‘The Indians don’t speak our language, don’t have money or culture. They’re native peoples. How did they end up with 13 per cent of Brazil’s territory?’ Jair Bolsonaro said to an audience in Mato Grosso do Sul in 2015, before becoming Brazil’s thirty-eighth president. At other times, he has said that the demarcation of indigenous territories is an obstacle to development and that the Amazon basin should be opened up for economic exploitation. Back in the 1990s he went further, lamenting in the Correio Braziliense newspaper: ‘It’s a shame that the Brazilian cavalry was not as efficient as the American, which exterminated the Indians.’
At this frankly apocalyptic moment for indigenous rights in Brazil, John Hemming’s People of the Rainforest is a timely work. The book tells the extraordinary story of the Villas Boas brothers – Orlando, Claudio and Leonardo – who in the 1940s and 1950s explored vast areas in and around the Xingu headwaters, in the northeast of the state of Mato Grosso, to the south of the Amazon river. Through painstaking contacts with indigenous groups scattered across an area the size of England and Wales, and through equally intricate political manoeuvring, by the 1960s the brothers had secured the establishment of an enormous protected area: the Xingu Indigenous Park.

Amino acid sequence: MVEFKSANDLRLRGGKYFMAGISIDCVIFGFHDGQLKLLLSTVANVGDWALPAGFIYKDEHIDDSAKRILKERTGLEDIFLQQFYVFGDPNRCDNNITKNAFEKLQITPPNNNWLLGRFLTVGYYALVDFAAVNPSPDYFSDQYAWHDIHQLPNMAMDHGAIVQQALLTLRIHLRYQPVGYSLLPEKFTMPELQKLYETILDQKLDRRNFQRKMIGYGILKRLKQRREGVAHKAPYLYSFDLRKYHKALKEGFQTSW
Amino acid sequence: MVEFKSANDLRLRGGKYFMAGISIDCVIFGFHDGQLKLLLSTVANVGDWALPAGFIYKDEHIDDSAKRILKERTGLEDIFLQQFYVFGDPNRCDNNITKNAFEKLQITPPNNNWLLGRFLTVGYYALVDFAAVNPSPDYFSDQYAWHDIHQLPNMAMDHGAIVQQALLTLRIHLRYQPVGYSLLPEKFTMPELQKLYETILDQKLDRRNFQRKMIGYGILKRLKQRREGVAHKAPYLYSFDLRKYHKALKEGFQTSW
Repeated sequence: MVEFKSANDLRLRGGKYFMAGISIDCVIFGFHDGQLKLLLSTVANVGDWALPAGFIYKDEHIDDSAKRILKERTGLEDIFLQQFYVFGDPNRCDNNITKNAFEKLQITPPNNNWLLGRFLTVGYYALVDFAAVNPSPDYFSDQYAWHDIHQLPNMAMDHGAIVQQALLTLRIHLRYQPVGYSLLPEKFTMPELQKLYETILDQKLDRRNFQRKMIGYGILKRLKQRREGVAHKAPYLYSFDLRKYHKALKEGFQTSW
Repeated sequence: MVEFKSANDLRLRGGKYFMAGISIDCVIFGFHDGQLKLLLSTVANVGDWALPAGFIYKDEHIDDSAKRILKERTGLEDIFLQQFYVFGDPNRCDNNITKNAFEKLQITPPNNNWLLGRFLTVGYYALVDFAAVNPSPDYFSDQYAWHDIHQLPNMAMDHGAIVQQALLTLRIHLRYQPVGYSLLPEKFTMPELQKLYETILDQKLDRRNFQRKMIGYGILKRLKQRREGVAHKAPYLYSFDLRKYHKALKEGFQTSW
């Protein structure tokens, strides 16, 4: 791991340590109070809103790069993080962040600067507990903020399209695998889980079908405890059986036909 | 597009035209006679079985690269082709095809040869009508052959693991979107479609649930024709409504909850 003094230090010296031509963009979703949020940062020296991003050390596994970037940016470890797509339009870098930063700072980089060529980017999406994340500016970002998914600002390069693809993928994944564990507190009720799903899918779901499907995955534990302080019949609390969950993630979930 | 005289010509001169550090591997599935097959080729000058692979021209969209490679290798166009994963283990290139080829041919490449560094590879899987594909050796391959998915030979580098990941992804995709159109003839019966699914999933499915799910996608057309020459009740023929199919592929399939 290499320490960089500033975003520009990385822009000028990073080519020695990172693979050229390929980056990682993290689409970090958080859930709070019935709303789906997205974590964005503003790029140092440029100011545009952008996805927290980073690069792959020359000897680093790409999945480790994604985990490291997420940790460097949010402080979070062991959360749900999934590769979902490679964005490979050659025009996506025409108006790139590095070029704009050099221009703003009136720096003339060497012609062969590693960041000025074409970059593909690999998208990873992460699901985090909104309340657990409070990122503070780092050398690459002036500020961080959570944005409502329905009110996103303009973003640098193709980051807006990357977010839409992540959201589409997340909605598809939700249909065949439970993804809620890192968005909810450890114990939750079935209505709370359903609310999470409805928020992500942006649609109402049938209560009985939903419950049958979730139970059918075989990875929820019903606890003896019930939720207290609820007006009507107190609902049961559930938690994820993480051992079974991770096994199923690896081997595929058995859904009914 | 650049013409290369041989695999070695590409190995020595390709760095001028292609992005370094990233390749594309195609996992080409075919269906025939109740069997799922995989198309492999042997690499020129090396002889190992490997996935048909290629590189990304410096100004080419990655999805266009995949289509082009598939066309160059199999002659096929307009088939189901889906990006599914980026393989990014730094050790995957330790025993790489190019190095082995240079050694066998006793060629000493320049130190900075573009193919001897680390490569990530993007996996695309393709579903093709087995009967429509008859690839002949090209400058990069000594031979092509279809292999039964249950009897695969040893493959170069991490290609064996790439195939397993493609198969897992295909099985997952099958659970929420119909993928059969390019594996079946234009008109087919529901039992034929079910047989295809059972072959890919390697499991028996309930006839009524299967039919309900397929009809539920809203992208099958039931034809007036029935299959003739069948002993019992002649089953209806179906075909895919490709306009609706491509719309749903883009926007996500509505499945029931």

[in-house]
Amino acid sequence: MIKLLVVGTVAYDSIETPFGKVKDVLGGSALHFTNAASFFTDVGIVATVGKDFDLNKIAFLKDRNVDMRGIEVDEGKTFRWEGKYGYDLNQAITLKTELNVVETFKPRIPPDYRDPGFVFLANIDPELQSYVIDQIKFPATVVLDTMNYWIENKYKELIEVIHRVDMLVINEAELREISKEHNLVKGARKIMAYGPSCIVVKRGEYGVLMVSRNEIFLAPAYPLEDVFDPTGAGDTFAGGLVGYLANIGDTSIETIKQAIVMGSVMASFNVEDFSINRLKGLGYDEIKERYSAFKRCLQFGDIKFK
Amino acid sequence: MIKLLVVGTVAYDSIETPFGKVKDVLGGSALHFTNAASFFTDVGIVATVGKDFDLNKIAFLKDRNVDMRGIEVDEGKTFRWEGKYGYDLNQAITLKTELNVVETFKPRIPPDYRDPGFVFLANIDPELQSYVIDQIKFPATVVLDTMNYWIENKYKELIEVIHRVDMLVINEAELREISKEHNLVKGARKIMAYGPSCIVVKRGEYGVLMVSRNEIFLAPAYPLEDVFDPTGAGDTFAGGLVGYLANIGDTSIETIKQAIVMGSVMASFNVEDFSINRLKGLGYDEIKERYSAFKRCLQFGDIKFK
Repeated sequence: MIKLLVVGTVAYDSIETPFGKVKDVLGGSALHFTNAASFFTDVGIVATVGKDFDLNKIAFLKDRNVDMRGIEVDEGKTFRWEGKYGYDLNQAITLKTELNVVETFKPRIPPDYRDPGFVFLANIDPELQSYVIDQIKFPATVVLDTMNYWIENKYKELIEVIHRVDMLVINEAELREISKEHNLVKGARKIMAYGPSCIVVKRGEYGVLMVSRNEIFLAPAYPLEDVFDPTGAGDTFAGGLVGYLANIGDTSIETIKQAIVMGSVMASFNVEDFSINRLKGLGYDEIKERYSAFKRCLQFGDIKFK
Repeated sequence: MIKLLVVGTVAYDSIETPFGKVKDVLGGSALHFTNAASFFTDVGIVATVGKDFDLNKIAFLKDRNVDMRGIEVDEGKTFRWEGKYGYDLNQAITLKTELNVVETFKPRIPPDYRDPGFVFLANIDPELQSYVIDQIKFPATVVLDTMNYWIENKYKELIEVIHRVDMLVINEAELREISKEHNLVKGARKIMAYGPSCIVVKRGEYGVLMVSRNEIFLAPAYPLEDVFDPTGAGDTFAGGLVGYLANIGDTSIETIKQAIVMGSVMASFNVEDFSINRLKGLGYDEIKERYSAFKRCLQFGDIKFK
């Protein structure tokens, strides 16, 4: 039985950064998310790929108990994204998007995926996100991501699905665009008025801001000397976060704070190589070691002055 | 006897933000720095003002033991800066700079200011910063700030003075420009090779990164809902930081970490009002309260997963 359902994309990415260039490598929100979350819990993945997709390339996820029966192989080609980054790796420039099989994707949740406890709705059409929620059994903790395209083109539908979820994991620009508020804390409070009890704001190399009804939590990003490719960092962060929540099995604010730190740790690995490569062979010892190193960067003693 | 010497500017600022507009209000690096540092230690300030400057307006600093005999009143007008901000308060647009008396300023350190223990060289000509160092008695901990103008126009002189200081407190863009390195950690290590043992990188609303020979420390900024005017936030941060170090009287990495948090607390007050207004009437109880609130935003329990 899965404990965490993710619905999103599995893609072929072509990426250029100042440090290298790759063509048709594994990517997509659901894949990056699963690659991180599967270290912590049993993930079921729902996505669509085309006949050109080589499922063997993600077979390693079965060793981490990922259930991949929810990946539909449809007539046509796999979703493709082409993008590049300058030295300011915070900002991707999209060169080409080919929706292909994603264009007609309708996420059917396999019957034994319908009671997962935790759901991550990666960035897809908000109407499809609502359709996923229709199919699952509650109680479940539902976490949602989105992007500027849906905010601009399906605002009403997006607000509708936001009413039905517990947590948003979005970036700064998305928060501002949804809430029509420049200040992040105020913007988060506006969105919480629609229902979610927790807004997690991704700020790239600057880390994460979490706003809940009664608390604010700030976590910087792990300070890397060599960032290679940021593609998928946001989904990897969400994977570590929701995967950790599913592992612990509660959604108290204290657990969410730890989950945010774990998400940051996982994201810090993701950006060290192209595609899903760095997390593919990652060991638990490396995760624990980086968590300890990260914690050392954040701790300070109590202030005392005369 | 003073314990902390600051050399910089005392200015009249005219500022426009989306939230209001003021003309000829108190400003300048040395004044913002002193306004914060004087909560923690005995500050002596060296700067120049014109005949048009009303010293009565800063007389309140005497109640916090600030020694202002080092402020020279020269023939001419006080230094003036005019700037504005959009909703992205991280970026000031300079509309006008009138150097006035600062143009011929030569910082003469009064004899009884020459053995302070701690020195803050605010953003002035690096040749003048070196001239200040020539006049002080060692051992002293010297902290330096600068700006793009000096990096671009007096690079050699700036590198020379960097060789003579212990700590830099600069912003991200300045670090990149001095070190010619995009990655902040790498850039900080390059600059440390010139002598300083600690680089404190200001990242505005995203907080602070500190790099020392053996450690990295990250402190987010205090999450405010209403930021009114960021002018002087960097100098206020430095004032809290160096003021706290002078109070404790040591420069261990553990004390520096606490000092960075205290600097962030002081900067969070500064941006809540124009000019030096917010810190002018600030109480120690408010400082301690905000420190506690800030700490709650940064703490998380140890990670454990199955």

To this day, satellite images bear testimony to the long-term success of this project: the biscuit-coloured plots of cleared forest stop – for now – at the boundaries of the park, which remains largely intact; inside its frontiers is a huge expanse of bottle-green semi-wilderness, home to diverse indigenous groups that have recovered from a state of near-extinction.
As Hemming writes, in the 1940s Brazil was in a sense where the USA had been a hundred years before: a country whose eastern seaboard had long been settled and intensively farmed, but whose immense interior lay relatively untouched by colonialists. But unlike the USA’s open plains, much of the Brazilian interior – particularly the north – was covered in dense tropical forest, limiting easy access. While the arterial routes of the Amazon basin’s river system were well known by the 1940s, few explorers had penetrated far into the forested regions in between.
In 1943, the Villas Boas brothers joined the ‘March to the West’ expedition, one of a series of nationalistic efforts launched by President Getúlio Vargas to open up the ‘forested heart of the nation’. The brothers cut unlikely pioneer figures. Middle-class city boys from São Paulo with a fascination for exploration, they joined a group of tough, illiterate frontiersmen on trips that would test their physical stamina to the limits.